John Ridpath

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John B. Ridpath
Born1936 (age 81–82)
FieldEconomics, intellectual history
School or
Alma materUniversity of Toronto (BS, MBA)
University of Virginia (PhD)
InfluencesAyn Rand

John B. Ridpath (/ˈrɪdpæθ/; born 1936) is a Canadian intellectual historian. He is an Objectivist and a retired associate professor of economics and intellectual history at York University in Toronto. He also taught courses at Duke University.[1]


Ridpath attended Toronto's Upper Canada College (Head Prefect, 1955) and then later the University of Toronto, from which he received both an undergraduate degree in Engineering and an MBA, while also setting Canadian national swimming records and captaining the University of Toronto swim team. Although he obtained his doctorate in economics from the University of Virginia (1974), he works in the area of intellectual history, focusing on the power of philosophical ideas in Western social history. As an academic, despite receiving an award by the Ontario Council of University Faculty Associations for outstanding contribution to university teaching,[2] he was nearly terminated in the early 1970s for his radical outspoken views and his avowed disdain of much of York University's faculty. However, with support from Nobel laureate Friedrich von Hayek, he was promoted rather than fired. Upon his retirement in 2001 he was named professor of the year by the university and honoured with a nomination for Canadian professor of the year.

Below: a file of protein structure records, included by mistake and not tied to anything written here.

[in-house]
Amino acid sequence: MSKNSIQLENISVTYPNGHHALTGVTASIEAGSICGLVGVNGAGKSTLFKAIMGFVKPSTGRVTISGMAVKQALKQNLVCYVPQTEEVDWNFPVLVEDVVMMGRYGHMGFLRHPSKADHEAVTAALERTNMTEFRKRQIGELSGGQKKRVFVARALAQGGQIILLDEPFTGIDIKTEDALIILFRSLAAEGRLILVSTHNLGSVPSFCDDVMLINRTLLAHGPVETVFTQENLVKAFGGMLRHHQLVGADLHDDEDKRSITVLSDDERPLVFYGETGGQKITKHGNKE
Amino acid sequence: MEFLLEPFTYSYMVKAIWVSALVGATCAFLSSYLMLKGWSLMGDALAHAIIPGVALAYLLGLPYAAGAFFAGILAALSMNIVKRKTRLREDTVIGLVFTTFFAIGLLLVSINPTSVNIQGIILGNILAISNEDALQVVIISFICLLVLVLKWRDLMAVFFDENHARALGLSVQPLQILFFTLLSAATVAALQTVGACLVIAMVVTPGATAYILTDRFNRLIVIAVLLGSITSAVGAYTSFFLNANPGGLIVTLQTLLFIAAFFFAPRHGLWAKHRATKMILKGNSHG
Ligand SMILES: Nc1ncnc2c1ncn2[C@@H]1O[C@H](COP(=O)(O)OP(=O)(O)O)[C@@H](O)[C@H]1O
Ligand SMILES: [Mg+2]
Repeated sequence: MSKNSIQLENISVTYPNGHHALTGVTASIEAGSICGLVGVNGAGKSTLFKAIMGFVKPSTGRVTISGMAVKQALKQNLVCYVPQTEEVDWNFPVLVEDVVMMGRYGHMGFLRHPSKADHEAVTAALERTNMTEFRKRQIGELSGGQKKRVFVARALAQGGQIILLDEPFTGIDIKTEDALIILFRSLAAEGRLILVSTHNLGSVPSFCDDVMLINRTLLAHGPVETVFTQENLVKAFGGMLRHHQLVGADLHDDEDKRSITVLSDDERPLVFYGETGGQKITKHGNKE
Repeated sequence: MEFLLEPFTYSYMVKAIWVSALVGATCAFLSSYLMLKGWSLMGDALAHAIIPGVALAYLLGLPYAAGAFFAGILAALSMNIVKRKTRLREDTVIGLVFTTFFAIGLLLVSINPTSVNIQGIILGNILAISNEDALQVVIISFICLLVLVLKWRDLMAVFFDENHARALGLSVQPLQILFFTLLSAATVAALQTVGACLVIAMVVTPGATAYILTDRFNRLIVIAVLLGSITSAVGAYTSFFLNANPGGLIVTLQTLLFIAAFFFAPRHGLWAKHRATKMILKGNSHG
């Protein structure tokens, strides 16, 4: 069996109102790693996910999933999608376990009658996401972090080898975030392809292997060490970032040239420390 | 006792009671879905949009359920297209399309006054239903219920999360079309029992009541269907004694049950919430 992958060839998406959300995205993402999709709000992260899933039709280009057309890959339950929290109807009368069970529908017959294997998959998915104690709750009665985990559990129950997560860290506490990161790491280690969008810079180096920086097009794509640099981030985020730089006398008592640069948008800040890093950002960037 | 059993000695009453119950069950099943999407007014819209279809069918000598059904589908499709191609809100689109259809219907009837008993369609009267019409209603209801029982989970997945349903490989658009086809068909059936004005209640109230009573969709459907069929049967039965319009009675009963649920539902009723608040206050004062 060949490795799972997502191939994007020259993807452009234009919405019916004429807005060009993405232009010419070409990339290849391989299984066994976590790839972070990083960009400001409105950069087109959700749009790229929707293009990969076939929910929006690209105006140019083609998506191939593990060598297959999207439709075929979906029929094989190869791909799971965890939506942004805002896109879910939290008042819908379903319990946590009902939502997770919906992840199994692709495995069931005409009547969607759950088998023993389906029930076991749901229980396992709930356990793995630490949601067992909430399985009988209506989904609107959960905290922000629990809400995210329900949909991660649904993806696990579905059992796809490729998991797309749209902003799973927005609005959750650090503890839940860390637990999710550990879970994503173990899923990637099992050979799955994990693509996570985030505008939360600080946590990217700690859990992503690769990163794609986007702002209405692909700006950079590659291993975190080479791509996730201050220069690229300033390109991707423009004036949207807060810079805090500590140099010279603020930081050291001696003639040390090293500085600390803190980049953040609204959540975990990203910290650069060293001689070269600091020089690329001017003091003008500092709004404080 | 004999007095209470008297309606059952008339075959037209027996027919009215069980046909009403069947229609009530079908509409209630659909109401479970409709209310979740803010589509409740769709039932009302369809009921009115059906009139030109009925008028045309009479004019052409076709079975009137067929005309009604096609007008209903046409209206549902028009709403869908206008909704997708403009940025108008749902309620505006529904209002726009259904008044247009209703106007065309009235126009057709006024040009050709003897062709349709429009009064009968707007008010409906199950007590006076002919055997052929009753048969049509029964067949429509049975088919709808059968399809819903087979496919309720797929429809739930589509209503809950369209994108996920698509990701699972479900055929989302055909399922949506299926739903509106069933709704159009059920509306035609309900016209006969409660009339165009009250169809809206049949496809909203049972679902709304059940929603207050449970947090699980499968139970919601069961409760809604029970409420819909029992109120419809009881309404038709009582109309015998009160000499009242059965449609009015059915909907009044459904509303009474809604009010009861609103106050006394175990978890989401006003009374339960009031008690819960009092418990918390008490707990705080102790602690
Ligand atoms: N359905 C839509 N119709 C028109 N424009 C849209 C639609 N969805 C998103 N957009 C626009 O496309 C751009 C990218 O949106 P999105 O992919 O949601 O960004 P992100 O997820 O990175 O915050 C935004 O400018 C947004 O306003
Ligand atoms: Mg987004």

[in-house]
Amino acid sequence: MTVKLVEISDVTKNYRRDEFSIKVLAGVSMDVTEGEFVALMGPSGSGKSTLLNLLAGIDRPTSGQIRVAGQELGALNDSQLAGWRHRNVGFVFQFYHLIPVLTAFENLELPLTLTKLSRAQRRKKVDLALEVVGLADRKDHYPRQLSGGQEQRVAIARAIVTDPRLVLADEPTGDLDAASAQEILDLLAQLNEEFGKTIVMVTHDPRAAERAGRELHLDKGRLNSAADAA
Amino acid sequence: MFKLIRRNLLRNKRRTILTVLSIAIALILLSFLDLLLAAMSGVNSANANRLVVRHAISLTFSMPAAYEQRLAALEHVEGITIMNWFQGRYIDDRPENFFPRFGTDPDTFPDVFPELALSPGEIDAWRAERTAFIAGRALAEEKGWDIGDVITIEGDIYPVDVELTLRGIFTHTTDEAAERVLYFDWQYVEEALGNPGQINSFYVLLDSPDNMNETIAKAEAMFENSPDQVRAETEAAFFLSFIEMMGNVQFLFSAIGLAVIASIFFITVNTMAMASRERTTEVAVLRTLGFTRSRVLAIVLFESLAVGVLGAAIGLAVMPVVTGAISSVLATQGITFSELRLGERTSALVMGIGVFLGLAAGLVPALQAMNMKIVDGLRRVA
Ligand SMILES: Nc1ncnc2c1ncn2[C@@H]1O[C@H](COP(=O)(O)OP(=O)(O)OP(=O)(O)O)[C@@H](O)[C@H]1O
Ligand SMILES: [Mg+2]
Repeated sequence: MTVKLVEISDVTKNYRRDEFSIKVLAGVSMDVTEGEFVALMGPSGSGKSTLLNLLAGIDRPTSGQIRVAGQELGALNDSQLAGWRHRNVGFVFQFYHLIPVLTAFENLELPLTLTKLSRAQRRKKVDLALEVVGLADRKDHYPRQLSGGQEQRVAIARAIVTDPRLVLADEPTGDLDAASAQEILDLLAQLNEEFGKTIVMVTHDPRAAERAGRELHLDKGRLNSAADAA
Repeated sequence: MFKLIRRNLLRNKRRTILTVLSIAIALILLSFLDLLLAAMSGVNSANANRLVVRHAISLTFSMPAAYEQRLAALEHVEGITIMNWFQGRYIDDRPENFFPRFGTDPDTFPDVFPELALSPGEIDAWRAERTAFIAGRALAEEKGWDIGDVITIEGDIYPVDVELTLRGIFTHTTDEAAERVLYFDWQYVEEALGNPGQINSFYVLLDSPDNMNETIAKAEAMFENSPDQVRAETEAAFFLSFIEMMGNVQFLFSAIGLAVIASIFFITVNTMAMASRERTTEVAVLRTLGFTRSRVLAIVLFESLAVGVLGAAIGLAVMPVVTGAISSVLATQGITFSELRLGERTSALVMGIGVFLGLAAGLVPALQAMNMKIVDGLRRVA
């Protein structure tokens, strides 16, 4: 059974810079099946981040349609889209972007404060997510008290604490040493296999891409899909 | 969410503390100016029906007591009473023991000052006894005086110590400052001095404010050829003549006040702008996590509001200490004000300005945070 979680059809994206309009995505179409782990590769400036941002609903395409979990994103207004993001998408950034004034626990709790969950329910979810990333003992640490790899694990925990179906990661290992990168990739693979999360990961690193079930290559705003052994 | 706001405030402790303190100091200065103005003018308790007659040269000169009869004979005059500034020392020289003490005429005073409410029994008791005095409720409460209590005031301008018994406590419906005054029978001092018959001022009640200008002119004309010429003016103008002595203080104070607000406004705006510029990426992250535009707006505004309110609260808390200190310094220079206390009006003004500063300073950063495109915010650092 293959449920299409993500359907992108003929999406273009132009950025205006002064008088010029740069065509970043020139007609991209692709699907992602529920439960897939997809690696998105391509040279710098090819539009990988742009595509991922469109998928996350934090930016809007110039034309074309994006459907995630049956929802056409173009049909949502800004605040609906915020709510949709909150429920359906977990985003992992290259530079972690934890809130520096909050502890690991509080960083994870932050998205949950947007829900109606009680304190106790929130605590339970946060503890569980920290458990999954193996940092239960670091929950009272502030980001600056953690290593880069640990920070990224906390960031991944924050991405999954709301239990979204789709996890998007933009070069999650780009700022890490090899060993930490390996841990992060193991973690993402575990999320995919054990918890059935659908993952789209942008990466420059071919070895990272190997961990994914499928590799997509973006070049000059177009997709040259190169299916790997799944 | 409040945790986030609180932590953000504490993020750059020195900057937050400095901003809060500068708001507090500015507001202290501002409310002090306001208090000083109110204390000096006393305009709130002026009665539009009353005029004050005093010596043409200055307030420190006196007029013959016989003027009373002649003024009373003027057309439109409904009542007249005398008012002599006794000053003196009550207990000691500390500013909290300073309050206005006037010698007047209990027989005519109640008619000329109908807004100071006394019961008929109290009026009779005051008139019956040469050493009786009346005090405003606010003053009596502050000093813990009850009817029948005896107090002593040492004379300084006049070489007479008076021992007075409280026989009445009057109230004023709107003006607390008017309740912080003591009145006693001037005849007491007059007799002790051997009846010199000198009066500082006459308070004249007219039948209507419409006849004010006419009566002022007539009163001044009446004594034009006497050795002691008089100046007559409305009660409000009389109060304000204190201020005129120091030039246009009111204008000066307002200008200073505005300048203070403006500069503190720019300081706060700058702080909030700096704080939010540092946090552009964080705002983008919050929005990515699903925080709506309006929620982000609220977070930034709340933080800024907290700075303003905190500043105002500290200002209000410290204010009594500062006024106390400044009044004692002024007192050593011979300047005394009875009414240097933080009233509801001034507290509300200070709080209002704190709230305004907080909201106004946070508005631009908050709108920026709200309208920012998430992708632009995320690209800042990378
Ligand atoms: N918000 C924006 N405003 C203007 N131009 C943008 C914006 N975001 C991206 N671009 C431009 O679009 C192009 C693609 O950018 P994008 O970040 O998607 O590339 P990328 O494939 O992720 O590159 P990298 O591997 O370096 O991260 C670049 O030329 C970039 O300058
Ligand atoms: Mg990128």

He served on the board of directors of the Ayn Rand Institute from 1994 until his retirement in 2011, and his writing has appeared in academic publications and in The Intellectual Activist. He is an expert on the history of the founding of the United States and on its Founding Fathers. During his career he has defended the morality of capitalism against socialism in debates on college campuses across North America including Yale University, Harvard University, the University of Chicago, UCLA and Berkeley, and notably against former premier of Ontario Bob Rae. He continues to lecture in Europe and North America.

He has three children and has lived in Toronto since 1967. He has been a lifelong summer resident of Canoe Lake in Ontario's Algonquin Provincial Park.


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